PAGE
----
(Photo: Solheim Cup)

“Since day one, the resort has been committed not only to showcasing the finest golfing conditions, but also fostering opportunities for women to excel in the sport, both through playing and in business. The Solheim Cup will not only celebrate competition, but the legacy of women in golf and their vital role in shaping the sport’s future,” said Sanchez.

It has been 24 years since Southern Spain displayed its attractions for golfers at the male equivalent of this transatlantic tournament, the 1999 Ryder Cup. The competition and the experiences during this first Solheim Cup will showcase what Finca Cortesin and the region have to offer to women professional and amateur golfers from around the world.

Beyond golf, the property contains a classic Andalusian hotel with 67 spacious high-ceiling suites and three restaurants featuring Asian-Mediterranean fusion, authentic Spanish cuisine, and award-winning Italian dishes. The resort’s Beach Club is less than a mile away at Bahia Casares, with Balinese beds and sun loungers dotted around an infinity pool.

Finca Cortesin sits in the middle of an area that covers the mountains and the wineries led by women oenologists in Ronda, the museums and art scenes of Malaga, capital of the Costa del Sol, and two of the most important and luxurious marinas in the Mediterranean coast, Puerto Banus and Sotogrande.

It does not take long from Finca Cortesin to explore other local attractions, like the recently renovated La Hacienda Links Golf Resort, the Andalusian horse show and sherry wineries in Jerez, the Alhambra in Granada, the Guadalquivir River in Sevilla, or the Arab baths by the Mosque in Cordoba.

And for recovery, detox, and refreshment, there’s the Spa at Finca Cortesin, home to thermal baths, a fitness center, tennis and yoga instruction, a heated indoor saltwater pool, three thermal areas—each with their own sauna, Turkish bath, and relaxation area—and a Snow Cave.

In the words of US Team Captain, Stacy Lewis: “The resort at Finca is amazing. It is first class. We are going to be so spoiled and then the golf course itself is in unbelievable condition. It is going to be a treat for all of us.”

(Text: Solheim Cup)

Highlights Tours

DP World Tour Announces Schedule for 2024 with Record Prize Money

The DP World Tour today announces its schedule for the 2024 season, one which will feature a minimum of 44 tournaments in 24 countries and across five continents, underlining its status as golf’s global Tour.

Showcasing diverse international players, cultures, countries and venues, the 2024 season also features a host of new enhancements across its entire 13 month global odyssey, with members competing for an overall record prize fund of $148.5 million (excluding the Majors). Click here to view the full schedule.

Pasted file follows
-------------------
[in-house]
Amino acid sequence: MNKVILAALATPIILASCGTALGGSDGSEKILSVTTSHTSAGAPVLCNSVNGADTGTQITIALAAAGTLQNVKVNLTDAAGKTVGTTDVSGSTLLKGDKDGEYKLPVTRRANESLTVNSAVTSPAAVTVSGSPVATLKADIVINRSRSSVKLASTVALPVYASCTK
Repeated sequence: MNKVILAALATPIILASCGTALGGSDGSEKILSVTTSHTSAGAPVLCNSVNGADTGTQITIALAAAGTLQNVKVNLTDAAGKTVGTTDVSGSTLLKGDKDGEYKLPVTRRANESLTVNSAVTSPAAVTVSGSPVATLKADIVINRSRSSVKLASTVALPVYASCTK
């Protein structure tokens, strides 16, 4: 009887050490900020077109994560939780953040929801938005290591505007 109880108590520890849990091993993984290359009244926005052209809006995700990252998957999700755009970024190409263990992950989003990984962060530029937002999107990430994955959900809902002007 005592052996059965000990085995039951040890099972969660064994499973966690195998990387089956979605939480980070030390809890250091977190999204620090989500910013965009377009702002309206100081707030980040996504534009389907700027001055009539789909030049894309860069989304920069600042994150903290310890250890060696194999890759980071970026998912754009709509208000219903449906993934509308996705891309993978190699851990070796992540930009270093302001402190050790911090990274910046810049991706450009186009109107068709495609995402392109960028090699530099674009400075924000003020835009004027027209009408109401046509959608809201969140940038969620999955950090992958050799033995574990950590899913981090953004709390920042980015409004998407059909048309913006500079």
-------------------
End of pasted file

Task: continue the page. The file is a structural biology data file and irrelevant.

The 2024 Race to Dubai will feature three new and distinct phases – five innovative ‘Global Swings’ from November 2023 to August 2024; an historic ‘Back 9’ from September 2024 to October 2024; and two ‘DP World Tour Play-Offs’ in November 2024.

As in previous years, the consistent thread throughout the course of the season will be the five Rolex Series events – the premium category of events on the DP World Tour. In 2024 these will be: the Hero Dubai Desert Classic (January), the Genesis Scottish Open (July), the BMW PGA Championship (September), the Abu Dhabi Championship (November) and the season-ending DP World Tour Championship, Dubai (November) – tournaments which will continue to showcase the Tour’s leading players and innovation.

The schedule also features two new tournaments – the Dubai Invitational (Jan 11-14) and the Bahrain Championship (Feb 1-4), while the Volvo China Open (May 2-5) returns to the schedule for the first time since 2019. There are also date changes for three existing tournaments – the Danish Golf Championship (which moves to Aug 22-25), the Betfred British Masters hosted by Sir Nick Faldo, (Aug 29 – Sept 1), and the Abu Dhabi Championship (Nov 7-10). The Nedbank Golf Challenge Hosted by Gary Player moves into December and will be one of the opening events on the Tour’s 2025 schedule.

Keith Pelley, the DP World Tour’s Chief Executive, said: “Our 2024 season will see our members come together to compete across a global schedule, with greater opportunities and rewards than ever before.

“The many new and original enhancements we have introduced will guarantee drama and excitement for our fans, our broadcasters and all our stakeholders across the entire season and means, more than ever, that every week counts on the DP World Tour.”

The 2024 DP World Tour Schedule – A Breakdown

Phase One – The ‘Global Swing’

This phase will comprise five individual ‘Swings’ – the Opening Swing, the International Swing, the Asian Swing, the European Swing and the Closing Swing – and will run from November 2023 to August 2024. Each Swing will have its own individual Swing Rankings.